Fiat and Chrysler CEO Sergio Marchionne repeated its pleas that European governments should do something about the overcapacity in the region. Being in Shanghai when he said that, he recommended that the Chinese government does the same. The governments likely won’t be enthusiastic about Sergio’s advice.
“There is a demand-supply imbalance in Europe, and that needs to be addressed, which has been the reason why I have advocated European Union intervention. Somebody needs to control the process whereby this gets done before we end up creating nationalistic responses that are ultimately going to run right in the face of rational economic choices.”
Marchionne has been demanding that European carmakers take an equal haircut in capacity, something that had been roundly opposed by other EU carmakers, especially those in Germany. Brussels also has shown the cold shoulder to Marchionne’s suggestions. In the meantime, manufacturers like Ford started reducing capacity without government aid.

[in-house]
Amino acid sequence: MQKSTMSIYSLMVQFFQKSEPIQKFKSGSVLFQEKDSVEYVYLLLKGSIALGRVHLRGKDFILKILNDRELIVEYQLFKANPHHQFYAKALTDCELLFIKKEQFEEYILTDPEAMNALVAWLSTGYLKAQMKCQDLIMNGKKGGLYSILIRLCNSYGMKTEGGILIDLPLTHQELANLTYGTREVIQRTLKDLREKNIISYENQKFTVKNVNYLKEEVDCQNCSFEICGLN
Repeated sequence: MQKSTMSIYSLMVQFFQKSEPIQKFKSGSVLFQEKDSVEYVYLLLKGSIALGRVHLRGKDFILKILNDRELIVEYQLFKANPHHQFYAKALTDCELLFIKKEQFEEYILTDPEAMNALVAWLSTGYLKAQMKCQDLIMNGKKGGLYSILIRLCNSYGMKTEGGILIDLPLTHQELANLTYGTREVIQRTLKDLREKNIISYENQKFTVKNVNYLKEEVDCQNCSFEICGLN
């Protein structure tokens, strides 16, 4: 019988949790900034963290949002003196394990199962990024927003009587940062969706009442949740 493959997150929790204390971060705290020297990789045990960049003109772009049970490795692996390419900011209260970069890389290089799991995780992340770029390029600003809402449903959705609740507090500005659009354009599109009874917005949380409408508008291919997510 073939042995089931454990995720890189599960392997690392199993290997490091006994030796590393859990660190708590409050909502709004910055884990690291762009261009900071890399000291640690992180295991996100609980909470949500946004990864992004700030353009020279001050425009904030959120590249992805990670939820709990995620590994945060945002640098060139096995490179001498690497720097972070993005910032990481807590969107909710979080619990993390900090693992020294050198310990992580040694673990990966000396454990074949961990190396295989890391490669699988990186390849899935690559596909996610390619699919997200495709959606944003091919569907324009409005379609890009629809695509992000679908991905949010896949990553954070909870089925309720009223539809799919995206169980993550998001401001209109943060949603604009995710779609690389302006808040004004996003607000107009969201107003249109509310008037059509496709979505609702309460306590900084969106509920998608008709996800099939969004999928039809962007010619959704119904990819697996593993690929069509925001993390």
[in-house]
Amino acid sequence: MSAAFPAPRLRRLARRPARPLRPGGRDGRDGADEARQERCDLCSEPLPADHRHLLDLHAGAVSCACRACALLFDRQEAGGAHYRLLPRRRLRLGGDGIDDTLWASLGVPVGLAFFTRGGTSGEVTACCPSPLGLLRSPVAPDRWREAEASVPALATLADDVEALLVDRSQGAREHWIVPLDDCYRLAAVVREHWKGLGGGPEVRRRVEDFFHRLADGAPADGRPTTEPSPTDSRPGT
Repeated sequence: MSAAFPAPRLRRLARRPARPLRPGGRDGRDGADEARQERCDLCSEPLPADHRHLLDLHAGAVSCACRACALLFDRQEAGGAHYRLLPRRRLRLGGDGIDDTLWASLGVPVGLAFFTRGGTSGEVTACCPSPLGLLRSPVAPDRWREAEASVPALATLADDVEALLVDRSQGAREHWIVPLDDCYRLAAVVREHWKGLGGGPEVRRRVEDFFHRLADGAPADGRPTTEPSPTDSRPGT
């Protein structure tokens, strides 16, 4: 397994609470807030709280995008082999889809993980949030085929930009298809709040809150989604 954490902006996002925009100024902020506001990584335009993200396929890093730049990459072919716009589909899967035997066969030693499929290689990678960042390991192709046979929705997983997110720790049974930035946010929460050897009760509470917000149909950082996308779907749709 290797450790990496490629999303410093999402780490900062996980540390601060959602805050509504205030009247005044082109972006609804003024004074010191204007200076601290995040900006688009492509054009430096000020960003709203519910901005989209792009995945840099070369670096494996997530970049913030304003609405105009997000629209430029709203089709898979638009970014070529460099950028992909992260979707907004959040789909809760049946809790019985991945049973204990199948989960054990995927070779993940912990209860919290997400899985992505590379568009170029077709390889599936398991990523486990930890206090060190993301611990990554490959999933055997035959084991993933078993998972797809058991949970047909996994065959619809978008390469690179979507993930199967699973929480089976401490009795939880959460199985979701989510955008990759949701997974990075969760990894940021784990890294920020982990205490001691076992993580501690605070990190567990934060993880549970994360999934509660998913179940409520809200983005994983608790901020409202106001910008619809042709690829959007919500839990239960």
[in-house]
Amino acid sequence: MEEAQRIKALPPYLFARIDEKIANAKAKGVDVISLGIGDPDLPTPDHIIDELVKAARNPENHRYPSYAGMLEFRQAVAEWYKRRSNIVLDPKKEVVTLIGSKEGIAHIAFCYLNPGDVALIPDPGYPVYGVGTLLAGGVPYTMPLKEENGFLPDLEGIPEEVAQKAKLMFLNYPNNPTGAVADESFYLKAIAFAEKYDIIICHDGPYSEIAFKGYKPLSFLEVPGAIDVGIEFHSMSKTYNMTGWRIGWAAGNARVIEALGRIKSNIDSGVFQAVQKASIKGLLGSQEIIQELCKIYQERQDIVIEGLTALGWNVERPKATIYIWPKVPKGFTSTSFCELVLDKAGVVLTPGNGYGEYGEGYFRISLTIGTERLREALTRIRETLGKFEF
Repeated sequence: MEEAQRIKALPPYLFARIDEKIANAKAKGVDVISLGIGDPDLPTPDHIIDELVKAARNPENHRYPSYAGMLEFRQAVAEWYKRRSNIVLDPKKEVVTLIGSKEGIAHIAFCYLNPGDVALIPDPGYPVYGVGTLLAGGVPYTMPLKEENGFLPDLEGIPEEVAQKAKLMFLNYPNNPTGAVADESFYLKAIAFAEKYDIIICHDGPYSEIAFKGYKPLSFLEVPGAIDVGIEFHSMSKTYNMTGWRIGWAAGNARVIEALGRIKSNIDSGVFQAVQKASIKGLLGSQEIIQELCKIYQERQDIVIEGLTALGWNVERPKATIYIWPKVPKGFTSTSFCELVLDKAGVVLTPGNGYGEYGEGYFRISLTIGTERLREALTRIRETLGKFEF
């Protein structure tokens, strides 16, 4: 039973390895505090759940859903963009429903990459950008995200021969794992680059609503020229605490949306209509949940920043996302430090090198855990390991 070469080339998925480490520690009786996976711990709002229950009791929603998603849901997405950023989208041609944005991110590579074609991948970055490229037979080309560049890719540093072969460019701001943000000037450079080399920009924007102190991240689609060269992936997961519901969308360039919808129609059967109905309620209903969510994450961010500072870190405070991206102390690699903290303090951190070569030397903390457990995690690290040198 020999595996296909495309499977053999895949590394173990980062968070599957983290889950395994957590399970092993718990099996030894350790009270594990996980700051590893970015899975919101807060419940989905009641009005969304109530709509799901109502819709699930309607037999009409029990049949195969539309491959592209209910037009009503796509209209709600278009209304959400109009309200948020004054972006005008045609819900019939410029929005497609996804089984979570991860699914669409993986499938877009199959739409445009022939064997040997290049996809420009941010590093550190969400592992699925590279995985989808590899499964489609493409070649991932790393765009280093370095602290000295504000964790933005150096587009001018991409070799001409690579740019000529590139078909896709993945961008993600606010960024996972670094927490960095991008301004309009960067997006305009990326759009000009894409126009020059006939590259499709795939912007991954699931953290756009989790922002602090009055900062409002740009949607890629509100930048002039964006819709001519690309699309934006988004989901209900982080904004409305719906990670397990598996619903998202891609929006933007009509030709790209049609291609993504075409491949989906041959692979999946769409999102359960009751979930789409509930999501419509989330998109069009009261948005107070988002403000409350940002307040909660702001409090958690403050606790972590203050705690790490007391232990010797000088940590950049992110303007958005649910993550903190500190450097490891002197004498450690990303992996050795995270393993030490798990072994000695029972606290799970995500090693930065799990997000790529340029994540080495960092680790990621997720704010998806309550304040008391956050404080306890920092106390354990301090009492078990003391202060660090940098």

Overall car sales in Europe in 2012 are expected to be around 12.5 million vehicles, the lowest level since 1993.
Marchionne also suggested that Beijing should streamline its fragmented car industry that suffers from overcapacity and declining growth.
Marchionne repeated his old prediction that after a round of consolidation, only five or six global auto makers would remain. “I think you want at least one of those players to be Chinese,” he told the Chinese audience.
China currently has more than 100 carmakers. In 2011, some 50 carmakers made most of the 80 million automobiles built worldwide. Fiat recently opened a new plant in Chongqing, China, and is planning a few more for the coming years.